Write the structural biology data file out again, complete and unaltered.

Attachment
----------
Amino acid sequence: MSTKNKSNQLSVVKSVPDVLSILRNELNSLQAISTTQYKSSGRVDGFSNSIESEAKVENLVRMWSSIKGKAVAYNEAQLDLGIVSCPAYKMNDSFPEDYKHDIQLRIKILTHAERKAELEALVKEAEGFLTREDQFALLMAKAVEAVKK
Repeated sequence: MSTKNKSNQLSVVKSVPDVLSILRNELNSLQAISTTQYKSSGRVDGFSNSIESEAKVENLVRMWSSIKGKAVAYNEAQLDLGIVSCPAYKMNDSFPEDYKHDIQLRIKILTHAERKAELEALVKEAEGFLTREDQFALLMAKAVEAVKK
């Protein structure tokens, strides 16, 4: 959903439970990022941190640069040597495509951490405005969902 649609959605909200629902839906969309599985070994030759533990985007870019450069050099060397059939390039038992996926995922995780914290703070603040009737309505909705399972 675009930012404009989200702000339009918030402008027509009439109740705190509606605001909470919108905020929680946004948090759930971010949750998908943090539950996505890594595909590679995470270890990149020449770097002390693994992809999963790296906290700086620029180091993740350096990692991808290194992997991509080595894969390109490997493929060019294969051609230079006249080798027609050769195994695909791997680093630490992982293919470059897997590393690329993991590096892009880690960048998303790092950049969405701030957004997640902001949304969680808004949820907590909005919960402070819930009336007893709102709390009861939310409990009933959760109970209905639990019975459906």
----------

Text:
Amino acid sequence: MSTKNKSNQLSVVKSVPDVLSILRNELNSLQAISTTQYKSSGRVDGFSNSIESEAKVENLVRMWSSIKGKAVAYNEAQLDLGIVSCPAYKMNDSFPEDYKHDIQLRIKILTHAERKAELEALVKEAEGFLTREDQFALLMAKAVEAVKK
Repeated sequence: MSTKNKSNQLSVVKSVPDVLSILRNELNSLQAISTTQYKSSGRVDGFSNSIESEAKVENLVRMWSSIKGKAVAYNEAQLDLGIVSCPAYKMNDSFPEDYKHDIQLRIKILTHAERKAELEALVKEAEGFLTREDQFALLMAKAVEAVKK
């Protein structure tokens, strides 16, 4: 959903439970990022941190640069040597495509951490405005969902 649609959605909200629902839906969309599985070994030759533990985007870019450069050099060397059939390039038992996926995922995780914290703070603040009737309505909705399972 675009930012404009989200702000339009918030402008027509009439109740705190509606605001909470919108905020929680946004948090759930971010949750998908943090539950996505890594595909590679995470270890990149020449770097002390693994992809999963790296906290700086620029180091993740350096990692991808290194992997991509080595894969390109490997493929060019294969051609230079006249080798027609050769195994695909791997680093630490992982293919470059897997590393690329993991590096892009880690960048998303790092950049969405701030957004997640902001949304969680808004949820907590909005919960402070819930009336007893709102709390009861939310409990009933959760109970209905639990019975459906």